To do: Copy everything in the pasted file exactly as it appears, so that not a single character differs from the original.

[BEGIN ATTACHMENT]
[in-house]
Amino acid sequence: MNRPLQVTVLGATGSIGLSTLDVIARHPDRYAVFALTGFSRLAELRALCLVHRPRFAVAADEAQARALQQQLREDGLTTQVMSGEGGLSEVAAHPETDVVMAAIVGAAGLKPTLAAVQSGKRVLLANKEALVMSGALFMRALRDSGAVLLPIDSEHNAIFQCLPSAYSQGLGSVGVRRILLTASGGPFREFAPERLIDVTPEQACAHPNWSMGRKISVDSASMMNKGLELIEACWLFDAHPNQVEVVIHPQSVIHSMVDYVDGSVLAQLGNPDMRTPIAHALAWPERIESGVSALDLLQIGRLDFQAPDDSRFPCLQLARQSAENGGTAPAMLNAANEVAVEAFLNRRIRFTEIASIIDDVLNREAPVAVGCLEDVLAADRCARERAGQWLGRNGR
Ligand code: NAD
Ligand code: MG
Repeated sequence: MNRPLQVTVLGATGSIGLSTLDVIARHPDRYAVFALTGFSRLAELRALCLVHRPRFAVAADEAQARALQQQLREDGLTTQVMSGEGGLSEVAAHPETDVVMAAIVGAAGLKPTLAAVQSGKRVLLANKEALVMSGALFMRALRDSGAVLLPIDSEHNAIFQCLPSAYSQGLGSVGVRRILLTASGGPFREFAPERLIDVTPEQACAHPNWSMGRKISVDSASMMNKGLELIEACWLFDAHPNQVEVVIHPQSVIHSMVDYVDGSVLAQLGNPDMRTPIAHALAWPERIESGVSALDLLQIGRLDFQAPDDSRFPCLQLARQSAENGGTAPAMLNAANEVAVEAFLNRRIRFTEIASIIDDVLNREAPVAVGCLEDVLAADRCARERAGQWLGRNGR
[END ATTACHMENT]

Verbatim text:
[in-house]
Amino acid sequence: MNRPLQVTVLGATGSIGLSTLDVIARHPDRYAVFALTGFSRLAELRALCLVHRPRFAVAADEAQARALQQQLREDGLTTQVMSGEGGLSEVAAHPETDVVMAAIVGAAGLKPTLAAVQSGKRVLLANKEALVMSGALFMRALRDSGAVLLPIDSEHNAIFQCLPSAYSQGLGSVGVRRILLTASGGPFREFAPERLIDVTPEQACAHPNWSMGRKISVDSASMMNKGLELIEACWLFDAHPNQVEVVIHPQSVIHSMVDYVDGSVLAQLGNPDMRTPIAHALAWPERIESGVSALDLLQIGRLDFQAPDDSRFPCLQLARQSAENGGTAPAMLNAANEVAVEAFLNRRIRFTEIASIIDDVLNREAPVAVGCLEDVLAADRCARERAGQWLGRNGR
Ligand code: NAD
Ligand code: MG
Repeated sequence: MNRPLQVTVLGATGSIGLSTLDVIARHPDRYAVFALTGFSRLAELRALCLVHRPRFAVAADEAQARALQQQLREDGLTTQVMSGEGGLSEVAAHPETDVVMAAIVGAAGLKPTLAAVQSGKRVLLANKEALVMSGALFMRALRDSGAVLLPIDSEHNAIFQCLPSAYSQGLGSVGVRRILLTASGGPFREFAPERLIDVTPEQACAHPNWSMGRKISVDSASMMNKGLELIEACWLFDAHPNQVEVVIHPQSVIHSMVDYVDGSVLAQLGNPDMRTPIAHALAWPERIESGVSALDLLQIGRLDFQAPDDSRFPCLQLARQSAENGGTAPAMLNAANEVAVEAFLNRRIRFTEIASIIDDVLNREAPVAVGCLEDVLAADRCARERAGQWLGRNGR